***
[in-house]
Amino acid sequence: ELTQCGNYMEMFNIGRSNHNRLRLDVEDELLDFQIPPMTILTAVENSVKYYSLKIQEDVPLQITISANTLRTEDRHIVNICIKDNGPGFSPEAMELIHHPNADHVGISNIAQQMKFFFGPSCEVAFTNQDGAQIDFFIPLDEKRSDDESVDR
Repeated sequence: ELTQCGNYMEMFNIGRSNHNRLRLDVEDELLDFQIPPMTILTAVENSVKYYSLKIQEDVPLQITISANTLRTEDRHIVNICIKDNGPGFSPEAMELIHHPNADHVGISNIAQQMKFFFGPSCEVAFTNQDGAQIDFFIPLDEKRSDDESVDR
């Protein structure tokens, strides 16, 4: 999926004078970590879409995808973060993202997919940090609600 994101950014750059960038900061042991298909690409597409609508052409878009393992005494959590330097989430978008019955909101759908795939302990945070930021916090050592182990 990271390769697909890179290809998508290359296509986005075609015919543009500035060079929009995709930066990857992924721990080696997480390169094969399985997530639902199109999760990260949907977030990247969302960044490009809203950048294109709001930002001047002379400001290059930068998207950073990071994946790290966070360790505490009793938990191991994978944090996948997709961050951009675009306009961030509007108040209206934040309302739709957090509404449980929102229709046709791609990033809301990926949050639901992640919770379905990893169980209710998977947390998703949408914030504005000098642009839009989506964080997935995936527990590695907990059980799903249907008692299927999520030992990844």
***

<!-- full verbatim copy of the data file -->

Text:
[in-house]
Amino acid sequence: ELTQCGNYMEMFNIGRSNHNRLRLDVEDELLDFQIPPMTILTAVENSVKYYSLKIQEDVPLQITISANTLRTEDRHIVNICIKDNGPGFSPEAMELIHHPNADHVGISNIAQQMKFFFGPSCEVAFTNQDGAQIDFFIPLDEKRSDDESVDR
Repeated sequence: ELTQCGNYMEMFNIGRSNHNRLRLDVEDELLDFQIPPMTILTAVENSVKYYSLKIQEDVPLQITISANTLRTEDRHIVNICIKDNGPGFSPEAMELIHHPNADHVGISNIAQQMKFFFGPSCEVAFTNQDGAQIDFFIPLDEKRSDDESVDR
């Protein structure tokens, strides 16, 4: 999926004078970590879409995808973060993202997919940090609600 994101950014750059960038900061042991298909690409597409609508052409878009393992005494959590330097989430978008019955909101759908795939302990945070930021916090050592182990 990271390769697909890179290809998508290359296509986005075609015919543009500035060079929009995709930066990857992924721990080696997480390169094969399985997530639902199109999760990260949907977030990247969302960044490009809203950048294109709001930002001047002379400001290059930068998207950073990071994946790290966070360790505490009793938990191991994978944090996948997709961050951009675009306009961030509007108040209206934040309302739709957090509404449980929102229709046709791609990033809301990926949050639901992640919770379905990893169980209710998977947390998703949408914030504005000098642009839009989506964080997935995936527990590695907990059980799903249907008692299927999520030992990844």